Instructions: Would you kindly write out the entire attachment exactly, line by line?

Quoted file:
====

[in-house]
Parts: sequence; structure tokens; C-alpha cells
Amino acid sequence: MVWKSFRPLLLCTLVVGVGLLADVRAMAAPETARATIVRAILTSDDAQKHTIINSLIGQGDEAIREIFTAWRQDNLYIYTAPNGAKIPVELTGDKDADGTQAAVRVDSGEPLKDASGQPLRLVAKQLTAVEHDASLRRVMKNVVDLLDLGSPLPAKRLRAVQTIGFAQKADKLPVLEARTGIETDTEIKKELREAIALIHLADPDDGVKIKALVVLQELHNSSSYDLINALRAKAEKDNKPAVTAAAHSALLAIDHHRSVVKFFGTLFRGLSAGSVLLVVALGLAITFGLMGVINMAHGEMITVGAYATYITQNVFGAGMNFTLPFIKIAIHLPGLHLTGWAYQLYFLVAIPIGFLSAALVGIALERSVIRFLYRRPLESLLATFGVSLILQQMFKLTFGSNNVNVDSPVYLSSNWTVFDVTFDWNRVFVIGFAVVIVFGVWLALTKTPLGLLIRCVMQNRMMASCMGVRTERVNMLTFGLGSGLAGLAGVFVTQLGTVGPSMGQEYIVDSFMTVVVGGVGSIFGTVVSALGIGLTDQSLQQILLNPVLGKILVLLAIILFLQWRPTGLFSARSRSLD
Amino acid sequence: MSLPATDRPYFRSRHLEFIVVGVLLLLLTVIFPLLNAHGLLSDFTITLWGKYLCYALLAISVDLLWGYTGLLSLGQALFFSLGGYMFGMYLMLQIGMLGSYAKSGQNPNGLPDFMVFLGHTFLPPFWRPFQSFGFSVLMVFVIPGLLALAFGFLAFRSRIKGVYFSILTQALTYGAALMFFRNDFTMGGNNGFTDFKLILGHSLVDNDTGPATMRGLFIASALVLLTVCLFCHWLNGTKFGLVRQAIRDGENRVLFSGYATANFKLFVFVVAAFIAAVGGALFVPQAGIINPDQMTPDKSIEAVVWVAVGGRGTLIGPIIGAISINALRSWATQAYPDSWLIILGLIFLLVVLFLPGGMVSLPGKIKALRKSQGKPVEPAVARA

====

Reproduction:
[in-house]
Parts: sequence; structure tokens; C-alpha cells
Amino acid sequence: MVWKSFRPLLLCTLVVGVGLLADVRAMAAPETARATIVRAILTSDDAQKHTIINSLIGQGDEAIREIFTAWRQDNLYIYTAPNGAKIPVELTGDKDADGTQAAVRVDSGEPLKDASGQPLRLVAKQLTAVEHDASLRRVMKNVVDLLDLGSPLPAKRLRAVQTIGFAQKADKLPVLEARTGIETDTEIKKELREAIALIHLADPDDGVKIKALVVLQELHNSSSYDLINALRAKAEKDNKPAVTAAAHSALLAIDHHRSVVKFFGTLFRGLSAGSVLLVVALGLAITFGLMGVINMAHGEMITVGAYATYITQNVFGAGMNFTLPFIKIAIHLPGLHLTGWAYQLYFLVAIPIGFLSAALVGIALERSVIRFLYRRPLESLLATFGVSLILQQMFKLTFGSNNVNVDSPVYLSSNWTVFDVTFDWNRVFVIGFAVVIVFGVWLALTKTPLGLLIRCVMQNRMMASCMGVRTERVNMLTFGLGSGLAGLAGVFVTQLGTVGPSMGQEYIVDSFMTVVVGGVGSIFGTVVSALGIGLTDQSLQQILLNPVLGKILVLLAIILFLQWRPTGLFSARSRSLD
Amino acid sequence: MSLPATDRPYFRSRHLEFIVVGVLLLLLTVIFPLLNAHGLLSDFTITLWGKYLCYALLAISVDLLWGYTGLLSLGQALFFSLGGYMFGMYLMLQIGMLGSYAKSGQNPNGLPDFMVFLGHTFLPPFWRPFQSFGFSVLMVFVIPGLLALAFGFLAFRSRIKGVYFSILTQALTYGAALMFFRNDFTMGGNNGFTDFKLILGHSLVDNDTGPATMRGLFIASALVLLTVCLFCHWLNGTKFGLVRQAIRDGENRVLFSGYATANFKLFVFVVAAFIAAVGGALFVPQAGIINPDQMTPDKSIEAVVWVAVGGRGTLIGPIIGAISINALRSWATQAYPDSWLIILGLIFLLVVLFLPGGMVSLPGKIKALRKSQGKPVEPAVARA